BACKGROUND/AIMS The protein tyrosine phosphatase non-receptor type 2 (PTPN2) is known to mediate susceptibility to inflammatory bowel diseases. Cell culture experiments suggest that PTPN2 influences barrier function, autophagy and secretion of pro-inflammatory cytokines. PTPN2 knockout mice die a few weeks after birth due to systemic inflammation, emphasizing the importance of this phosphatase in inflammatory processes. The aim of this study was to investigate the role of PTPN2 in colon epithelial cells by performing dextran sulphate sodium (DSS)-induced colitis in PTPN2xVilCre mice.
METHODS Acute colitis was induced by administering 2.5 or 2% DSS for 7 days and chronic colitis by 4 cycles of treatment using 1% DSS. Body weight of mice was measured regularly and colonoscopy was done at the end of the experiments. Mice were sacrificed afterwards and colon specimens were obtained for H&E staining. For analysis of wound healing, mechanical wounds were introduced during endoscopy and wound closure assessed by daily colonoscopy.
RESULTS Although colonoscopy and weight development suggested changes in colitis severity, the lack of any influence of PTPN2 deficiency on histological scoring for inflammation severity after acute or chronic DSS colitis indicates that colitis severity is not influenced by epithelial-specific loss of PTPN2. Chronic colitis induced the development of aberrant crypt foci more frequently in PTPN2xVilCre mice compared to their wild type littermates. On the other hand, loss of PTPN2-induced enhanced epithelial cell proliferation and promoted wound closure.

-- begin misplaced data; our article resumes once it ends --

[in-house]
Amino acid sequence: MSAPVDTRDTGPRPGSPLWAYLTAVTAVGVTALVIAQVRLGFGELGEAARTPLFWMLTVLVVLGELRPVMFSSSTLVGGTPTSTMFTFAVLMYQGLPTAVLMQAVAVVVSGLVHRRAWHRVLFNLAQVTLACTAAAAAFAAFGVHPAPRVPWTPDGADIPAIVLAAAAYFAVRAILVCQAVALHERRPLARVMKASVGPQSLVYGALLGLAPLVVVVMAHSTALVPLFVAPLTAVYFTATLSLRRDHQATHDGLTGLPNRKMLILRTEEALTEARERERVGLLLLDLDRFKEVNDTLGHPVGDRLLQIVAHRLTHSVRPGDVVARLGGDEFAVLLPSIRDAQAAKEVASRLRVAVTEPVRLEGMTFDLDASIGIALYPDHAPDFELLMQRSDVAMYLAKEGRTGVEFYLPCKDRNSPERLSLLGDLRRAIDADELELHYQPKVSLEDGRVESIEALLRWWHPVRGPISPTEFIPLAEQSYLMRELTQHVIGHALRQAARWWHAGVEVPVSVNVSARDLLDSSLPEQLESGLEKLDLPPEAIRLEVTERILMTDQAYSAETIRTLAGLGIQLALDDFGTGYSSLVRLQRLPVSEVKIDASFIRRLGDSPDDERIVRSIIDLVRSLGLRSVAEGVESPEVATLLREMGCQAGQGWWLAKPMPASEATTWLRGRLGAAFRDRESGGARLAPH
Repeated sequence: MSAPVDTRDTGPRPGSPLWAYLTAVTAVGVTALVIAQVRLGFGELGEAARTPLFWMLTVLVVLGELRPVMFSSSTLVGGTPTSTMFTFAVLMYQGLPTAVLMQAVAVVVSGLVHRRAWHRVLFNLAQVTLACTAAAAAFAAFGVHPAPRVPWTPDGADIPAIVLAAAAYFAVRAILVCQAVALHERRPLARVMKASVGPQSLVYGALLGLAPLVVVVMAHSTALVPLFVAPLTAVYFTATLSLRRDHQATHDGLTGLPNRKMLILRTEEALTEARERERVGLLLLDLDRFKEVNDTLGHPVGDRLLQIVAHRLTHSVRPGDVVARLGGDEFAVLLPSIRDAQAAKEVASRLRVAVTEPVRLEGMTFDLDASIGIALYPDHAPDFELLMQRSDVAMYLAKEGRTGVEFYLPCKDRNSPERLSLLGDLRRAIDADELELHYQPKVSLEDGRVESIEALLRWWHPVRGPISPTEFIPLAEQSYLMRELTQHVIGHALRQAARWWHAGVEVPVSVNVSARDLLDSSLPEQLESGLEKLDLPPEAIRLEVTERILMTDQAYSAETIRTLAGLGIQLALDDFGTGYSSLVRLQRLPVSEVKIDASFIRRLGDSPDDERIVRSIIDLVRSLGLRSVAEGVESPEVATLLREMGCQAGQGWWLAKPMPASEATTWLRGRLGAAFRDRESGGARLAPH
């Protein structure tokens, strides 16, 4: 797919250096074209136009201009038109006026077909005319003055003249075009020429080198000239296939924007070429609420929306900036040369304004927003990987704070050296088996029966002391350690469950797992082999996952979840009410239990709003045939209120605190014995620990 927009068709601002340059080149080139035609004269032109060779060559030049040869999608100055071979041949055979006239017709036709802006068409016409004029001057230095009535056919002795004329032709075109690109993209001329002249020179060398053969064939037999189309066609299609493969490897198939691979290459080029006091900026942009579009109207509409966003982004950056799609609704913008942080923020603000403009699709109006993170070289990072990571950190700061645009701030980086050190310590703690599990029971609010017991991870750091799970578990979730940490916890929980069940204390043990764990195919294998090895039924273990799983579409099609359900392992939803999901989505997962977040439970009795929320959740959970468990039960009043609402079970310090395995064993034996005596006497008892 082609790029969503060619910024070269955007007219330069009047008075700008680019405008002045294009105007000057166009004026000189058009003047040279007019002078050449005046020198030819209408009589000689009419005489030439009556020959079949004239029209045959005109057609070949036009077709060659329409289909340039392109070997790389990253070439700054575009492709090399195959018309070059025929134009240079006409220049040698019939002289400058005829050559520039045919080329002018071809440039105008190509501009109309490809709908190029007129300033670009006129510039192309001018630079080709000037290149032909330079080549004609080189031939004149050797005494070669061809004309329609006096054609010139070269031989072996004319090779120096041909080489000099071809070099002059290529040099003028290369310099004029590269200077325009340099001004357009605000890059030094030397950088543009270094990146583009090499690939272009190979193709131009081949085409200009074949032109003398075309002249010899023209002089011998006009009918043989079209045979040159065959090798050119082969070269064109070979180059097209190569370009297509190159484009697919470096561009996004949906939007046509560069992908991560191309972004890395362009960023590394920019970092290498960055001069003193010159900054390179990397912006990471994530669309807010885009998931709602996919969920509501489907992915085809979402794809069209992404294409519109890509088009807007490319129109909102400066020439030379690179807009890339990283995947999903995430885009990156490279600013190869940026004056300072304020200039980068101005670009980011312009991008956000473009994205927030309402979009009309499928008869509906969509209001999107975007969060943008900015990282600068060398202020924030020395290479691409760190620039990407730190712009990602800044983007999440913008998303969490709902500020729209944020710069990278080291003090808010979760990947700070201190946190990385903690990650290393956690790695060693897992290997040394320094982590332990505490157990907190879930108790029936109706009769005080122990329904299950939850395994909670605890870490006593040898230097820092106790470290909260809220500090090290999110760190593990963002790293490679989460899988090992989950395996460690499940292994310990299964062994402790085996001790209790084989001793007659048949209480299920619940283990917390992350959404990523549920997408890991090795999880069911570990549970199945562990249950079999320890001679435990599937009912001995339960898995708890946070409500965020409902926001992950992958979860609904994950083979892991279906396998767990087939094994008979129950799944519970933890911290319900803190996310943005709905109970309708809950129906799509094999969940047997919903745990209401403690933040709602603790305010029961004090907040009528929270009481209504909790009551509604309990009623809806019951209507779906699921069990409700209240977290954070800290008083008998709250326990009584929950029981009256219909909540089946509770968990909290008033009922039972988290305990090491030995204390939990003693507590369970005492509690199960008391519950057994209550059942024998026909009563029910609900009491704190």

CONCLUSIONS Loss of PTPN2 in intestinal epithelial cells (IECs) has no significant influence on inflammation in DSS colitis. Obviously, loss of PTPN2 in IECs can be compensated in vivo, thereby suppressing a phenotype. This lack of a colitis-phenotype might be due to enhanced epithelial cell proliferation and subsequent increased wound-healing capacity of the epithelial layer.